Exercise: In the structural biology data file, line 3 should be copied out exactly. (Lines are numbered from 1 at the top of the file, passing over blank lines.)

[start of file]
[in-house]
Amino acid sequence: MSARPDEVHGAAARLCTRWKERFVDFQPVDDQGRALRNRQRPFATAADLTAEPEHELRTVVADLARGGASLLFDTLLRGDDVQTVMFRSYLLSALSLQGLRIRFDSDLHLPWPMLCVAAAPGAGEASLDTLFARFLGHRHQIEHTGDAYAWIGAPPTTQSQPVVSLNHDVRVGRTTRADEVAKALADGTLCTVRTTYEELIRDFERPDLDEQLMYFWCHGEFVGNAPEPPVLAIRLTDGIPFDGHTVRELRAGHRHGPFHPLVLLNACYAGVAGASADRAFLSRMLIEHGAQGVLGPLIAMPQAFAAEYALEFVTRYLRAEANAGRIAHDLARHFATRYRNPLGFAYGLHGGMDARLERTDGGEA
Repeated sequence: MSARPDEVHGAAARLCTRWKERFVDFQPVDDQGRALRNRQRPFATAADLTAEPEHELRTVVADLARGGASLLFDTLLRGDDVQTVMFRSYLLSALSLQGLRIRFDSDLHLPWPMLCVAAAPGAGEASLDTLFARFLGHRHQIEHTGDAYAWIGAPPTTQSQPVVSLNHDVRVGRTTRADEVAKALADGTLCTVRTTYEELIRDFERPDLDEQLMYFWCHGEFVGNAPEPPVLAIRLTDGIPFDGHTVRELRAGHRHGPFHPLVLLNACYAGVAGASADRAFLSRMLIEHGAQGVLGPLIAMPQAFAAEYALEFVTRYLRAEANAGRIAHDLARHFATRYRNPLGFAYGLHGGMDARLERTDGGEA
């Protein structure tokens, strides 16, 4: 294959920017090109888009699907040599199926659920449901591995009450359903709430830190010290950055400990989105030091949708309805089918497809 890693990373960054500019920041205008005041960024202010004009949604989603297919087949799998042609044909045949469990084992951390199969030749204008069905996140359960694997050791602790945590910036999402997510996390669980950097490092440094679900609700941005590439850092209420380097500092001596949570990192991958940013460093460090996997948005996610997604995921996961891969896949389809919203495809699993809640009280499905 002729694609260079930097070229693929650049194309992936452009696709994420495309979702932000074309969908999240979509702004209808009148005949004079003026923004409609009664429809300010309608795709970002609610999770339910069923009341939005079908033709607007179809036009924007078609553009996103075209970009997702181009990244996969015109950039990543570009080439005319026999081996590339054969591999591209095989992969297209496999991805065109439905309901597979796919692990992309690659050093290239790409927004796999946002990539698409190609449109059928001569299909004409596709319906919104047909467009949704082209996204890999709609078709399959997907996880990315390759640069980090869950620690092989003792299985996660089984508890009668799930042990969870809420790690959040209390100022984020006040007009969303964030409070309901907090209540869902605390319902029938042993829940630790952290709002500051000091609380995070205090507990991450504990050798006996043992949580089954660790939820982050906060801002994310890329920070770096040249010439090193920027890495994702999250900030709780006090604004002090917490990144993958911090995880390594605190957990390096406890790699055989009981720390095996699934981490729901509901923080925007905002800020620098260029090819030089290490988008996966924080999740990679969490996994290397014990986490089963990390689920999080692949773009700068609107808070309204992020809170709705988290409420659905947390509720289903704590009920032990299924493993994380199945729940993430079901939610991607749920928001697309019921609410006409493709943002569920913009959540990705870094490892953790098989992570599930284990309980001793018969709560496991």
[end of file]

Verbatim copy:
Repeated sequence: MSARPDEVHGAAARLCTRWKERFVDFQPVDDQGRALRNRQRPFATAADLTAEPEHELRTVVADLARGGASLLFDTLLRGDDVQTVMFRSYLLSALSLQGLRIRFDSDLHLPWPMLCVAAAPGAGEASLDTLFARFLGHRHQIEHTGDAYAWIGAPPTTQSQPVVSLNHDVRVGRTTRADEVAKALADGTLCTVRTTYEELIRDFERPDLDEQLMYFWCHGEFVGNAPEPPVLAIRLTDGIPFDGHTVRELRAGHRHGPFHPLVLLNACYAGVAGASADRAFLSRMLIEHGAQGVLGPLIAMPQAFAAEYALEFVTRYLRAEANAGRIAHDLARHFATRYRNPLGFAYGLHGGMDARLERTDGGEA